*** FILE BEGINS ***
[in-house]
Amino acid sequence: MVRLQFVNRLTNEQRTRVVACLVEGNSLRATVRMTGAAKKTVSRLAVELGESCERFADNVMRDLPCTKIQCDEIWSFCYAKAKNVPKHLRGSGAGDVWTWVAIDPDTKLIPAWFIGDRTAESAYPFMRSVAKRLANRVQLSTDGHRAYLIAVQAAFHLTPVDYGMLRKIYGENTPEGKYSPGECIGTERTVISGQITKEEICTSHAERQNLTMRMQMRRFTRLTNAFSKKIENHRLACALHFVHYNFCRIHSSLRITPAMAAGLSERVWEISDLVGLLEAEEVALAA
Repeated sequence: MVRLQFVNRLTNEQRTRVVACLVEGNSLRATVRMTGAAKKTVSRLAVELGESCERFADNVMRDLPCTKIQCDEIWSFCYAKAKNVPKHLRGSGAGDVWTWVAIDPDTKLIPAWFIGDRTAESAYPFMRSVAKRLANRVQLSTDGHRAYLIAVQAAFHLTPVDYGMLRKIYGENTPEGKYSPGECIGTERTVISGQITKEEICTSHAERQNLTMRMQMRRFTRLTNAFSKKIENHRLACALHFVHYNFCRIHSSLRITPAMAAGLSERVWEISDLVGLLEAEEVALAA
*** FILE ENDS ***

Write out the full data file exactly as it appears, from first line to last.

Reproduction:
[in-house]
Amino acid sequence: MVRLQFVNRLTNEQRTRVVACLVEGNSLRATVRMTGAAKKTVSRLAVELGESCERFADNVMRDLPCTKIQCDEIWSFCYAKAKNVPKHLRGSGAGDVWTWVAIDPDTKLIPAWFIGDRTAESAYPFMRSVAKRLANRVQLSTDGHRAYLIAVQAAFHLTPVDYGMLRKIYGENTPEGKYSPGECIGTERTVISGQITKEEICTSHAERQNLTMRMQMRRFTRLTNAFSKKIENHRLACALHFVHYNFCRIHSSLRITPAMAAGLSERVWEISDLVGLLEAEEVALAA
Repeated sequence: MVRLQFVNRLTNEQRTRVVACLVEGNSLRATVRMTGAAKKTVSRLAVELGESCERFADNVMRDLPCTKIQCDEIWSFCYAKAKNVPKHLRGSGAGDVWTWVAIDPDTKLIPAWFIGDRTAESAYPFMRSVAKRLANRVQLSTDGHRAYLIAVQAAFHLTPVDYGMLRKIYGENTPEGKYSPGECIGTERTVISGQITKEEICTSHAERQNLTMRMQMRRFTRLTNAFSKKIENHRLACALHFVHYNFCRIHSSLRITPAMAAGLSERVWEISDLVGLLEAEEVALAA